Machine learning is becoming widespread, and organizations are using it in a variety of ways, including improving cybersecurity, enhancing recommendation engines, and optimizing self-driving cars. Here's a look at 11 interesting use cases for this technology.
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In 2014, Kaspersky Lab reported it was detecting 325,000 new malicious files every day. At that rate, humans and even signature-based security solutions can't keep up, which is why machine learning and deep learning are necessary.
"Nearly all new malware differs less than 2% from previous malware," said Eli David, CTO of institutional intelligence company Deep Instinct, in an interview. "Our deep learning model has no problem dealing with the 2% - 10% mutations we see every day."
Deep Instinct uses a large core of several million malicious files, tens of millions of legitimate files and malware that Deep Instinct may have mutated by 20% - 50% for training purposes. The more radical malware mutations make the training more difficult, but they also make the model more resilient. Once the training is finished and the synapses have been updated, a text file of the synapses can run deep learning in prediction mode.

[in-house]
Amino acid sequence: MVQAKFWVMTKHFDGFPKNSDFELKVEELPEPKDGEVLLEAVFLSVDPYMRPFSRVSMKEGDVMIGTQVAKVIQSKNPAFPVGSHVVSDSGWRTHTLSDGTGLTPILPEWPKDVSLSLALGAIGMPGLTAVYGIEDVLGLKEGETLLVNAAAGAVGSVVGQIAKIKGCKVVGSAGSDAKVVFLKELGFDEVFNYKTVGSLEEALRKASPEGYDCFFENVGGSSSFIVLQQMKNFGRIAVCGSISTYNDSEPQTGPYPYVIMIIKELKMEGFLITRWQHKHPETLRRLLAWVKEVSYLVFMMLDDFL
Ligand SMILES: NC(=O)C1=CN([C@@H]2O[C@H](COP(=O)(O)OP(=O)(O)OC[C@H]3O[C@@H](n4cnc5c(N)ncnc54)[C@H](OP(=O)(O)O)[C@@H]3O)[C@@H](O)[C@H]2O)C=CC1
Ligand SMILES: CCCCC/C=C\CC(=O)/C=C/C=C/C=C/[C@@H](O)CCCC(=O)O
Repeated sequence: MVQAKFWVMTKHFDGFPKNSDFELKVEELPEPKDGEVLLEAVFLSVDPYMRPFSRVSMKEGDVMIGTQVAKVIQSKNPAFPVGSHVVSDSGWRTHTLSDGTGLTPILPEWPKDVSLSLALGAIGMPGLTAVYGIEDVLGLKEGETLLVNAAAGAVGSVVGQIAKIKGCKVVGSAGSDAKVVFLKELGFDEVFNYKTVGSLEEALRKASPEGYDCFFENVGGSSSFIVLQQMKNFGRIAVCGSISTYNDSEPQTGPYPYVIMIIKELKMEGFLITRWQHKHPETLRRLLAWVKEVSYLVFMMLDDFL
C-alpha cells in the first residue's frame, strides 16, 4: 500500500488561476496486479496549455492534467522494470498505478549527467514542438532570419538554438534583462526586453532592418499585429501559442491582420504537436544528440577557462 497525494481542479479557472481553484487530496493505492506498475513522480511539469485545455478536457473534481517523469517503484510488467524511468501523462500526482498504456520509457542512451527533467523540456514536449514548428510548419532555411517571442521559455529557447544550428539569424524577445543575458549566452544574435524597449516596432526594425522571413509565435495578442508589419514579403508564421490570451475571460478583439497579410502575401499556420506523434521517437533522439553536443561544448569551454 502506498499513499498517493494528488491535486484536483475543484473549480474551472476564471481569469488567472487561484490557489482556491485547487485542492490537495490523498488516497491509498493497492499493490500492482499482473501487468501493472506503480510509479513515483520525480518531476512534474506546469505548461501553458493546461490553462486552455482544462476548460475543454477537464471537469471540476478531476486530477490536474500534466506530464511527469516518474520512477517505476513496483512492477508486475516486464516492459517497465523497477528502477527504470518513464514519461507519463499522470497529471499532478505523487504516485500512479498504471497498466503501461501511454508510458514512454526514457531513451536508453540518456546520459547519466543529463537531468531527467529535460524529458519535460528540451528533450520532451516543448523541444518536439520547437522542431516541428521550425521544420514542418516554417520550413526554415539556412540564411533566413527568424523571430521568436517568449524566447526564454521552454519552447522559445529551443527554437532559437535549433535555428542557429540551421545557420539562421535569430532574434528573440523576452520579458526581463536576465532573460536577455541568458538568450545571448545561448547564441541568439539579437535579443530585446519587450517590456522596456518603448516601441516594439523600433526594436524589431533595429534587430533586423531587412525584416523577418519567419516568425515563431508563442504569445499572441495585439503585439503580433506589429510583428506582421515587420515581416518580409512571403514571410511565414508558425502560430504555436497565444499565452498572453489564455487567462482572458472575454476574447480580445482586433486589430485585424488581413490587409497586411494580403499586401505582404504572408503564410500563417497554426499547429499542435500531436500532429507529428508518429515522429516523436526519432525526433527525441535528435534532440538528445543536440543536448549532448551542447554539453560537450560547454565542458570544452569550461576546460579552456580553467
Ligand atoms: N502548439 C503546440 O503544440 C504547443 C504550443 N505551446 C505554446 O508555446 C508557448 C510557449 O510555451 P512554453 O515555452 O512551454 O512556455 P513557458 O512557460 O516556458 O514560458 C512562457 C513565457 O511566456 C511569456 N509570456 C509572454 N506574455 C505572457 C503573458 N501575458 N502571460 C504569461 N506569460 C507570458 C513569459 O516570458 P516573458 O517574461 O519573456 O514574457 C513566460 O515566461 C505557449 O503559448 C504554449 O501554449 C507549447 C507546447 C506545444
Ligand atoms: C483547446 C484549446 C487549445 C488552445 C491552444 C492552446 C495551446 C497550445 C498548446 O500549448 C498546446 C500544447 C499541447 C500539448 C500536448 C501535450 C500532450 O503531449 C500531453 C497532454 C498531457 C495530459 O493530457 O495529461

Cybersecurity Strategies for the Digital EraAt its core, digital business relies on strong security practices. In addition, leveraging security intelligence and integrating security with operations and developer teams can help organizations push the boundaries of innovation.